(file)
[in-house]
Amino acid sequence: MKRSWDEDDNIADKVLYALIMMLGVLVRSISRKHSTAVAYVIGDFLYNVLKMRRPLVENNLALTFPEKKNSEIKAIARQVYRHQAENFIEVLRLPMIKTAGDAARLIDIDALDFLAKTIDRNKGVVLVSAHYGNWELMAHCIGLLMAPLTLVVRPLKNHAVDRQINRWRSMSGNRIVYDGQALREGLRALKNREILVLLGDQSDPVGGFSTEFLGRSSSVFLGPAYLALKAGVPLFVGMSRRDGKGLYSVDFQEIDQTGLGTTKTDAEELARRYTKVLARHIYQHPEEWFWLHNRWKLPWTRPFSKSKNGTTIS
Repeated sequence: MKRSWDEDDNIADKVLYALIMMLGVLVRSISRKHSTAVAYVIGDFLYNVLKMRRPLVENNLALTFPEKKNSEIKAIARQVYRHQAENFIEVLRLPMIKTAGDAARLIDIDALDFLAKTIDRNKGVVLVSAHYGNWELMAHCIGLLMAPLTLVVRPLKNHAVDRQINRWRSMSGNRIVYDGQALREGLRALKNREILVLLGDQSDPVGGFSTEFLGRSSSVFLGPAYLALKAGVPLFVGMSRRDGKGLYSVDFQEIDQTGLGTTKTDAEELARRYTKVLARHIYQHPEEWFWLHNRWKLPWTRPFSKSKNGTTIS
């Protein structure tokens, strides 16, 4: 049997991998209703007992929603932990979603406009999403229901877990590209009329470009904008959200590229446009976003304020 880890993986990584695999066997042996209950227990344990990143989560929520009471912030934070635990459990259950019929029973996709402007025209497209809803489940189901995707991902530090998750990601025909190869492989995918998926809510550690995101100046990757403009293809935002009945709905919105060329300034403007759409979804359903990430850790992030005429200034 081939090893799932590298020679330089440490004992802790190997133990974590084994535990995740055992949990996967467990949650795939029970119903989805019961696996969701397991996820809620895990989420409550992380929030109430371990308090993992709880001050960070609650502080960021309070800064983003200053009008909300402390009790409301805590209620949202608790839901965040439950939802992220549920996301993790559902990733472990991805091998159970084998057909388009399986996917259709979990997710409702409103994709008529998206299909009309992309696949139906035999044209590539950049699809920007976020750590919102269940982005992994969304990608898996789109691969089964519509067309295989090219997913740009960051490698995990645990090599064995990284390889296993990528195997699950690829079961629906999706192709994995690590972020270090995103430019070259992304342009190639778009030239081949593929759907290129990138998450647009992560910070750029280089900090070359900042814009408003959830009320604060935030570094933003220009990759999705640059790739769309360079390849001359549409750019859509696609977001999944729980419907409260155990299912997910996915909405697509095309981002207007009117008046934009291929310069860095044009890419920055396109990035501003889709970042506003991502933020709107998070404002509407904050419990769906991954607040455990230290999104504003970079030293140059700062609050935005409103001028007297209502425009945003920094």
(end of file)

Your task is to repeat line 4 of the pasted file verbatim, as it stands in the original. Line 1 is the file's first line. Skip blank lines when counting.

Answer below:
């Protein structure tokens, strides 16, 4: 049997991998209703007992929603932990979603406009999403229901877990590209009329470009904008959200590229446009976003304020 880890993986990584695999066997042996209950227990344990990143989560929520009471912030934070635990459990259950019929029973996709402007025209497209809803489940189901995707991902530090998750990601025909190869492989995918998926809510550690995101100046990757403009293809935002009945709905919105060329300034403007759409979804359903990430850790992030005429200034 081939090893799932590298020679330089440490004992802790190997133990974590084994535990995740055992949990996967467990949650795939029970119903989805019961696996969701397991996820809620895990989420409550992380929030109430371990308090993992709880001050960070609650502080960021309070800064983003200053009008909300402390009790409301805590209620949202608790839901965040439950939802992220549920996301993790559902990733472990991805091998159970084998057909388009399986996917259709979990997710409702409103994709008529998206299909009309992309696949139906035999044209590539950049699809920007976020750590919102269940982005992994969304990608898996789109691969089964519509067309295989090219997913740009960051490698995990645990090599064995990284390889296993990528195997699950690829079961629906999706192709994995690590972020270090995103430019070259992304342009190639778009030239081949593929759907290129990138998450647009992560910070750029280089900090070359900042814009408003959830009320604060935030570094933003220009990759999705640059790739769309360079390849001359549409750019859509696609977001999944729980419907409260155990299912997910996915909405697509095309981002207007009117008046934009291929310069860095044009890419920055396109990035501003889709970042506003991502933020709107998070404002509407904050419990769906991954607040455990230290999104504003970079030293140059700062609050935005409103001028007297209502425009945003920094």